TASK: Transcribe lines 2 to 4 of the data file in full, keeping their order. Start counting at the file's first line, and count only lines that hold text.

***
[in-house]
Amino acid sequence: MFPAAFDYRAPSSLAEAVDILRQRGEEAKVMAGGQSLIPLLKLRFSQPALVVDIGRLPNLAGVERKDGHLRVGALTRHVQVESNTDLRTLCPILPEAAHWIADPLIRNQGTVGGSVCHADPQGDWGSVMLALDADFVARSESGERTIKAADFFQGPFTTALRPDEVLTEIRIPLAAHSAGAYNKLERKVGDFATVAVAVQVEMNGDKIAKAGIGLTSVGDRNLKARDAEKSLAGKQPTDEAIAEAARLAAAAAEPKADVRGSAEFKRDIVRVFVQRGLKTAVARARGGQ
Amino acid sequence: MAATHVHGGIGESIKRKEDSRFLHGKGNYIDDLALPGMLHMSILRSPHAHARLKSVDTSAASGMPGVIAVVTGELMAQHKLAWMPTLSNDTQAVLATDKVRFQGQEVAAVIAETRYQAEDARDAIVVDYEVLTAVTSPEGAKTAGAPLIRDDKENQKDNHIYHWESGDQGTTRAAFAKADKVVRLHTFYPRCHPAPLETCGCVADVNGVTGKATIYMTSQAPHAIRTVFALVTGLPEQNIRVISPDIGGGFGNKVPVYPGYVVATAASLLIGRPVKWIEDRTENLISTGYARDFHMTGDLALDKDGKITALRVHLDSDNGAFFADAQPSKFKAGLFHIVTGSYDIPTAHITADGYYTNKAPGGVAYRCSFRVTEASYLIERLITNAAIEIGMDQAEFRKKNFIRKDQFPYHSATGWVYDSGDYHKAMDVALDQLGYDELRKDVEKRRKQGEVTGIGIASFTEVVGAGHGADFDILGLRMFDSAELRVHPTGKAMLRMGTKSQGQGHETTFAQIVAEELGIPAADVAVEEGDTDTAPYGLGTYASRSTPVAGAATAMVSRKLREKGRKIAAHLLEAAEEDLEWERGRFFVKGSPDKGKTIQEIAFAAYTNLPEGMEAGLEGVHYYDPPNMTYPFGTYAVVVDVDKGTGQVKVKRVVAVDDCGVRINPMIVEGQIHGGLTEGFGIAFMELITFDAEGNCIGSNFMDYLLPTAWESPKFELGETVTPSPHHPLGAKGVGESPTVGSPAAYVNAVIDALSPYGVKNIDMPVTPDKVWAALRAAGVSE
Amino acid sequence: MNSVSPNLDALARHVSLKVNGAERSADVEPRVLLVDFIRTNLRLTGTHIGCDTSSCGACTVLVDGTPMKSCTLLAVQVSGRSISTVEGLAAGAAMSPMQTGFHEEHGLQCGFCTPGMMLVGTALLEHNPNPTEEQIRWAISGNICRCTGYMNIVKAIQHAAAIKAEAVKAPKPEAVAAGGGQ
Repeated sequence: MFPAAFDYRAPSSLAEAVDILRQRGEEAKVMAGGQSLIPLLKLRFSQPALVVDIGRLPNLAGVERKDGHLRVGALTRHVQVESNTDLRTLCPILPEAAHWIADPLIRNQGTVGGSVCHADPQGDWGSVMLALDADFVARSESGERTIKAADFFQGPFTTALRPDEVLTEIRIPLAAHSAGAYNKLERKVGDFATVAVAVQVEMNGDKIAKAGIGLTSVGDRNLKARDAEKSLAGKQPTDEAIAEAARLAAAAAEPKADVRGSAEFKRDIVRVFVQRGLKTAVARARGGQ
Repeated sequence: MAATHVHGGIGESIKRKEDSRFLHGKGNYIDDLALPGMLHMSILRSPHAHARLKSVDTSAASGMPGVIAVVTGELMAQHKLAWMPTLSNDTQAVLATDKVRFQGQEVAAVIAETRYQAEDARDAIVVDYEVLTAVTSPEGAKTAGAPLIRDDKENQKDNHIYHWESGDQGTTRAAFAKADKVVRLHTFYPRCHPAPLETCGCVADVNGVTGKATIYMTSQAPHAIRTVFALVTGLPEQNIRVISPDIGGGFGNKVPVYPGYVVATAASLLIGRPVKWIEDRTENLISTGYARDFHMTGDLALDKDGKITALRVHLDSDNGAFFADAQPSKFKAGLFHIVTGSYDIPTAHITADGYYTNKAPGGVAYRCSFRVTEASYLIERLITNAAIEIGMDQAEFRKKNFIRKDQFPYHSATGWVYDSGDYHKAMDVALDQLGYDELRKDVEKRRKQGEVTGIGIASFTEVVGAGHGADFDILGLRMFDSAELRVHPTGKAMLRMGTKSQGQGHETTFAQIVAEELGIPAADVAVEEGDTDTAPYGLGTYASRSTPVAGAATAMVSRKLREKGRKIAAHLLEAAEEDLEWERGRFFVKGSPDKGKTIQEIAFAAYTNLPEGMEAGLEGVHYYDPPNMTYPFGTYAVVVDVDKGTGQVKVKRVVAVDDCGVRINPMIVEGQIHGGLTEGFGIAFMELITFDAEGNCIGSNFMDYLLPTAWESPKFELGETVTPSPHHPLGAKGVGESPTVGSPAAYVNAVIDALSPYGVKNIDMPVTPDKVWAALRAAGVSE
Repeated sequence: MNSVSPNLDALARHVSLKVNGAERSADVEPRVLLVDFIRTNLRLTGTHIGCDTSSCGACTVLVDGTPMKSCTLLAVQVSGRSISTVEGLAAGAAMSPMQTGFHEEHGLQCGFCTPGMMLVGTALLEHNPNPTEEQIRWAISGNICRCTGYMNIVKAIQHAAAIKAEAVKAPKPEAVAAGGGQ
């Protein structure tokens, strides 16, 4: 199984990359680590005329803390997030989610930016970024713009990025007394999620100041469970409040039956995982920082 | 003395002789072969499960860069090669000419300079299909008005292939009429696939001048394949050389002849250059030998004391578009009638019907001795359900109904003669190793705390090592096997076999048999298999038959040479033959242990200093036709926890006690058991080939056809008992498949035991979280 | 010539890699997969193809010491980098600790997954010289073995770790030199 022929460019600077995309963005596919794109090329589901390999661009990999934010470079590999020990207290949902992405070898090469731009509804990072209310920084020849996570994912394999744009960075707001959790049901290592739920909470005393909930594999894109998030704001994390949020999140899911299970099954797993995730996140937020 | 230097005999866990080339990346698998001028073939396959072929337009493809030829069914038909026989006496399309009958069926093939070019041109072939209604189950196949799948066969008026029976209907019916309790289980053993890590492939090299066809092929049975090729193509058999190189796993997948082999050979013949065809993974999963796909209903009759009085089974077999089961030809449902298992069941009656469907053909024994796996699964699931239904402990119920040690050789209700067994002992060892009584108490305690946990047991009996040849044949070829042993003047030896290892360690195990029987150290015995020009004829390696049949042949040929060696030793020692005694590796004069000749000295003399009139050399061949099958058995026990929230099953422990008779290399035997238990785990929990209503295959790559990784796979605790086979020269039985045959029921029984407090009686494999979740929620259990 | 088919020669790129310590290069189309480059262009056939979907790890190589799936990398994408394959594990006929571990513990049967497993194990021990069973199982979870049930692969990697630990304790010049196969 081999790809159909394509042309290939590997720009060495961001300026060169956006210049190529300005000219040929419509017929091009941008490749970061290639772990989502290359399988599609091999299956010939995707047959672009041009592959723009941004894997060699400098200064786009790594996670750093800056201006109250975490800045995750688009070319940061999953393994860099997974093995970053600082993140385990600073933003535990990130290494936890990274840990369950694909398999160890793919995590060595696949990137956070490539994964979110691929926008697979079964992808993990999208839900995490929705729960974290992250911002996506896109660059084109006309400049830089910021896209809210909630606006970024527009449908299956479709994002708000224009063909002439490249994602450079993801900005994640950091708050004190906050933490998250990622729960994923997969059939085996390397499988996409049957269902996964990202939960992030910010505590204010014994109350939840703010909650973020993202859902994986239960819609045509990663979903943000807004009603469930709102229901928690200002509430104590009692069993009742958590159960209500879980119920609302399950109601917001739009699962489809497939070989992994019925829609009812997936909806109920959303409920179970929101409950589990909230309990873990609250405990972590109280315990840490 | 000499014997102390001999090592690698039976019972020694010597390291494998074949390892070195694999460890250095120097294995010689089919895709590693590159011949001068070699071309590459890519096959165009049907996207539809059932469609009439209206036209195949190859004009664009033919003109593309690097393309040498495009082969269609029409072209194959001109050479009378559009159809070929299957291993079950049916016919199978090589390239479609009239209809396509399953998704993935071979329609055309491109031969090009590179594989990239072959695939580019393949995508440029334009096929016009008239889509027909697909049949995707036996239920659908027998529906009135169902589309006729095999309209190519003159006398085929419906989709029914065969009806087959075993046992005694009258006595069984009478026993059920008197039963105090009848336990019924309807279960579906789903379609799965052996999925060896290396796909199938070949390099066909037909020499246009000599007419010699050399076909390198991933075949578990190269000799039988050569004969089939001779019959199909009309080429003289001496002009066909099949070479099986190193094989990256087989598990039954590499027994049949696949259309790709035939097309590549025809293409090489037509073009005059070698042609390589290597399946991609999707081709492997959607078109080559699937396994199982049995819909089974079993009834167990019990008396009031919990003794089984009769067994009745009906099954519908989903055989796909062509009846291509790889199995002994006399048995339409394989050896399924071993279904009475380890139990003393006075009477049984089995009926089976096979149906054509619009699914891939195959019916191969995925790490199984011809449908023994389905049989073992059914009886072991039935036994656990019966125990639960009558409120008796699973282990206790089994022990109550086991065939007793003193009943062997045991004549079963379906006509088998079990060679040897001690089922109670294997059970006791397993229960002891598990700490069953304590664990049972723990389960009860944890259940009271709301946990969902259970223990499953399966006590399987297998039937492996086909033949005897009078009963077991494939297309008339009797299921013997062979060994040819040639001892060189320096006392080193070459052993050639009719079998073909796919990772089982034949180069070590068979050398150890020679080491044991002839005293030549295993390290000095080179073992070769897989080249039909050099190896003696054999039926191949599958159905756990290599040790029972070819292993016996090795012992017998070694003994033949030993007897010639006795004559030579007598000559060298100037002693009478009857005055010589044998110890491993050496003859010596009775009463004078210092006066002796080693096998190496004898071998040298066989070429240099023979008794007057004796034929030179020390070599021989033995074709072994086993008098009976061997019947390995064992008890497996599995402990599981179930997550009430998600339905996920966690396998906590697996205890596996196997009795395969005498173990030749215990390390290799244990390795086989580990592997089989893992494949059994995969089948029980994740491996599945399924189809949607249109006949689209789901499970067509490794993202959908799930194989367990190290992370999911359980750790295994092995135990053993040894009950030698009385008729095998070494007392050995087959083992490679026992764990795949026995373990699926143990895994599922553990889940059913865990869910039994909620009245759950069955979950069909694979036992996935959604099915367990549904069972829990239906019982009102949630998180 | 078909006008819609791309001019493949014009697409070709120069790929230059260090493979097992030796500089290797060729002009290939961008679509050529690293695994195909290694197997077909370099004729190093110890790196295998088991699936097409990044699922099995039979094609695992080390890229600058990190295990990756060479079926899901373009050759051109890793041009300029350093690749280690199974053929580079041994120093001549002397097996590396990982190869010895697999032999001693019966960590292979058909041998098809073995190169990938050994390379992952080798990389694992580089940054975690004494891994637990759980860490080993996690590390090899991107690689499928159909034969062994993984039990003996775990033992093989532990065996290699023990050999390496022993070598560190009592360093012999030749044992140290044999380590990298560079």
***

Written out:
Amino acid sequence: MFPAAFDYRAPSSLAEAVDILRQRGEEAKVMAGGQSLIPLLKLRFSQPALVVDIGRLPNLAGVERKDGHLRVGALTRHVQVESNTDLRTLCPILPEAAHWIADPLIRNQGTVGGSVCHADPQGDWGSVMLALDADFVARSESGERTIKAADFFQGPFTTALRPDEVLTEIRIPLAAHSAGAYNKLERKVGDFATVAVAVQVEMNGDKIAKAGIGLTSVGDRNLKARDAEKSLAGKQPTDEAIAEAARLAAAAAEPKADVRGSAEFKRDIVRVFVQRGLKTAVARARGGQ
Amino acid sequence: MAATHVHGGIGESIKRKEDSRFLHGKGNYIDDLALPGMLHMSILRSPHAHARLKSVDTSAASGMPGVIAVVTGELMAQHKLAWMPTLSNDTQAVLATDKVRFQGQEVAAVIAETRYQAEDARDAIVVDYEVLTAVTSPEGAKTAGAPLIRDDKENQKDNHIYHWESGDQGTTRAAFAKADKVVRLHTFYPRCHPAPLETCGCVADVNGVTGKATIYMTSQAPHAIRTVFALVTGLPEQNIRVISPDIGGGFGNKVPVYPGYVVATAASLLIGRPVKWIEDRTENLISTGYARDFHMTGDLALDKDGKITALRVHLDSDNGAFFADAQPSKFKAGLFHIVTGSYDIPTAHITADGYYTNKAPGGVAYRCSFRVTEASYLIERLITNAAIEIGMDQAEFRKKNFIRKDQFPYHSATGWVYDSGDYHKAMDVALDQLGYDELRKDVEKRRKQGEVTGIGIASFTEVVGAGHGADFDILGLRMFDSAELRVHPTGKAMLRMGTKSQGQGHETTFAQIVAEELGIPAADVAVEEGDTDTAPYGLGTYASRSTPVAGAATAMVSRKLREKGRKIAAHLLEAAEEDLEWERGRFFVKGSPDKGKTIQEIAFAAYTNLPEGMEAGLEGVHYYDPPNMTYPFGTYAVVVDVDKGTGQVKVKRVVAVDDCGVRINPMIVEGQIHGGLTEGFGIAFMELITFDAEGNCIGSNFMDYLLPTAWESPKFELGETVTPSPHHPLGAKGVGESPTVGSPAAYVNAVIDALSPYGVKNIDMPVTPDKVWAALRAAGVSE
Amino acid sequence: MNSVSPNLDALARHVSLKVNGAERSADVEPRVLLVDFIRTNLRLTGTHIGCDTSSCGACTVLVDGTPMKSCTLLAVQVSGRSISTVEGLAAGAAMSPMQTGFHEEHGLQCGFCTPGMMLVGTALLEHNPNPTEEQIRWAISGNICRCTGYMNIVKAIQHAAAIKAEAVKAPKPEAVAAGGGQ